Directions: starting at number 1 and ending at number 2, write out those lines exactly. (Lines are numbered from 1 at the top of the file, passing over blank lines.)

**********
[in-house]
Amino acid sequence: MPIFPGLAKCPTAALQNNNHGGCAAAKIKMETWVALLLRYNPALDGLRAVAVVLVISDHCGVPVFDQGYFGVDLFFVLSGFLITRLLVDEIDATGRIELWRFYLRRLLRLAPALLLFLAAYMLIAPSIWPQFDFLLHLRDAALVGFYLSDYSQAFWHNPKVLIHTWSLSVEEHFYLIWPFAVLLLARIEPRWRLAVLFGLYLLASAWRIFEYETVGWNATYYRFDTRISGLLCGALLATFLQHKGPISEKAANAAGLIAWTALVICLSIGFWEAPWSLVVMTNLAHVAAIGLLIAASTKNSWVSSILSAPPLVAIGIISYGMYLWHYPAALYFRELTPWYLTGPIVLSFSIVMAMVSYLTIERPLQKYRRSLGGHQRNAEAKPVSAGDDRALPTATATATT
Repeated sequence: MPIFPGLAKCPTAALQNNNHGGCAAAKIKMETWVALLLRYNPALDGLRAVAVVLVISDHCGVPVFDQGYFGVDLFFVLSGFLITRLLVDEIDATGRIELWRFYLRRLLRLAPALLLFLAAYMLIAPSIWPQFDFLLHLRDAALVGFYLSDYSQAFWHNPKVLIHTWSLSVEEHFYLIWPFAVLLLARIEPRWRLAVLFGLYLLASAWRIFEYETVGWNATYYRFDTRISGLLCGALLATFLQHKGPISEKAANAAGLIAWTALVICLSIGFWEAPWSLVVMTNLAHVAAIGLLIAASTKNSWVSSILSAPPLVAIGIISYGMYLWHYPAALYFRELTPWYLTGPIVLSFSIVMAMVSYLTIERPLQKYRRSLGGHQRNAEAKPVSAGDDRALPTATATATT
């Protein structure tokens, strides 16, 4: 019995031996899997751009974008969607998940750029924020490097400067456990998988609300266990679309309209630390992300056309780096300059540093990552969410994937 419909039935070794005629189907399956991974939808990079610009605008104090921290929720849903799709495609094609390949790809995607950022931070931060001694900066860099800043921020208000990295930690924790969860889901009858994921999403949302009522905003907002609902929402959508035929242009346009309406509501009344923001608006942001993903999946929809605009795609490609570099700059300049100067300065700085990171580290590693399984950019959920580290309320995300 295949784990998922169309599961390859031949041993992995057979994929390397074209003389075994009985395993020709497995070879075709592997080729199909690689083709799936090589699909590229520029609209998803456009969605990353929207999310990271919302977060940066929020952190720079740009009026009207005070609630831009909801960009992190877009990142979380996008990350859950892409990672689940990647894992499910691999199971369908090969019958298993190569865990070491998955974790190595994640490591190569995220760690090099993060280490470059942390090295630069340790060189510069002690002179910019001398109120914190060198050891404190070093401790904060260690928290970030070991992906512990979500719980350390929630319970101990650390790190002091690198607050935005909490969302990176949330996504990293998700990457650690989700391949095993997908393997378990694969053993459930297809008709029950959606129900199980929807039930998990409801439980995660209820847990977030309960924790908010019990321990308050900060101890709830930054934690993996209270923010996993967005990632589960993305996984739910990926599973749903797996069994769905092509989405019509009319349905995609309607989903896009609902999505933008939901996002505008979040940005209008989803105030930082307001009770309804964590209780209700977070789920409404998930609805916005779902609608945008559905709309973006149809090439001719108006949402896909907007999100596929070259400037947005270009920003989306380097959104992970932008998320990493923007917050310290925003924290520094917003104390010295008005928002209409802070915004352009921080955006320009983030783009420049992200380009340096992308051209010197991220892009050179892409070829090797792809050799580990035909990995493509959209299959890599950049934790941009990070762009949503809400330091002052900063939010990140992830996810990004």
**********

[in-house]
Amino acid sequence: MPIFPGLAKCPTAALQNNNHGGCAAAKIKMETWVALLLRYNPALDGLRAVAVVLVISDHCGVPVFDQGYFGVDLFFVLSGFLITRLLVDEIDATGRIELWRFYLRRLLRLAPALLLFLAAYMLIAPSIWPQFDFLLHLRDAALVGFYLSDYSQAFWHNPKVLIHTWSLSVEEHFYLIWPFAVLLLARIEPRWRLAVLFGLYLLASAWRIFEYETVGWNATYYRFDTRISGLLCGALLATFLQHKGPISEKAANAAGLIAWTALVICLSIGFWEAPWSLVVMTNLAHVAAIGLLIAASTKNSWVSSILSAPPLVAIGIISYGMYLWHYPAALYFRELTPWYLTGPIVLSFSIVMAMVSYLTIERPLQKYRRSLGGHQRNAEAKPVSAGDDRALPTATATATT